In the current economic climate, more and more companies are becoming financially distressed. Directors are duty bound to constantly monitor the company’s financial position, to determine whether voluntary business rescue proceedings need to be initiated. Failure to implement business rescue proceedings could result in the director being charged with reckless trading and be exposed to personal liability. It is incumbent upon directors to ensure that they place their companies into either business rescue or liquidation, or to cease trading, when the warning signs become evident. Directors should be aware of the practicalities of business rescue, and the duties and powers of the business rescue practitioner.
Where the director has reasonable grounds to believe that:
- The company is financially distressed, and
- There is a reasonable prospect of rescuing the company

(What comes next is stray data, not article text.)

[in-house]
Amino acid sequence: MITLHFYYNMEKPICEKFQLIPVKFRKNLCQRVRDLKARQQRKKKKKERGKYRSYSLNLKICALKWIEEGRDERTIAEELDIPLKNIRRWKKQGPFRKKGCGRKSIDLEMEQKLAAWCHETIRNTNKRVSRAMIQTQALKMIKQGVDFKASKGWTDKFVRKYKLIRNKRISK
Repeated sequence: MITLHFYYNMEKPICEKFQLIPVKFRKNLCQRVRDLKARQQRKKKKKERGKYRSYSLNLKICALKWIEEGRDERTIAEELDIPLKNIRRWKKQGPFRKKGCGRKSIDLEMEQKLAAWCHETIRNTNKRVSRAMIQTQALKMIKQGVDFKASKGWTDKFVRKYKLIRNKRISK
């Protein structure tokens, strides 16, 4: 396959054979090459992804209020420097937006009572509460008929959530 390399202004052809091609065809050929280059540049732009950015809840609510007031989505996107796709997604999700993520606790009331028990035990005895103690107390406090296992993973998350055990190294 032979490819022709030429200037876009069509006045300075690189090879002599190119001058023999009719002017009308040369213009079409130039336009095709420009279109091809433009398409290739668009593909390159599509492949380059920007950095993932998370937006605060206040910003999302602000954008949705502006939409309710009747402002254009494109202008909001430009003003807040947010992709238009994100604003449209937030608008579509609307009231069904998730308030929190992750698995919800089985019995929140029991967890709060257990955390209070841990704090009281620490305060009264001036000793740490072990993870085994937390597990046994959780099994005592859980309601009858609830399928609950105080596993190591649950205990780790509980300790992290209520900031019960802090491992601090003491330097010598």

Business rescue proceedings must be initiated by the directors by board resolution. Such resolution must be filed with the Commission before it is of any force or effect and may not be adopted if liquidation proceedings have already been initiated against the company.
If a company is financially distressed and directors decide not to place it into business rescue, the directors will be under a statutory obligation to deliver a written notice to each affected person, confirming that the company is financially distressed and is not being placed into business rescue and providing reasons for this.
The ‘Business Rescue’ clause in the Companies Act 71 of 2008, also applies to CC’s.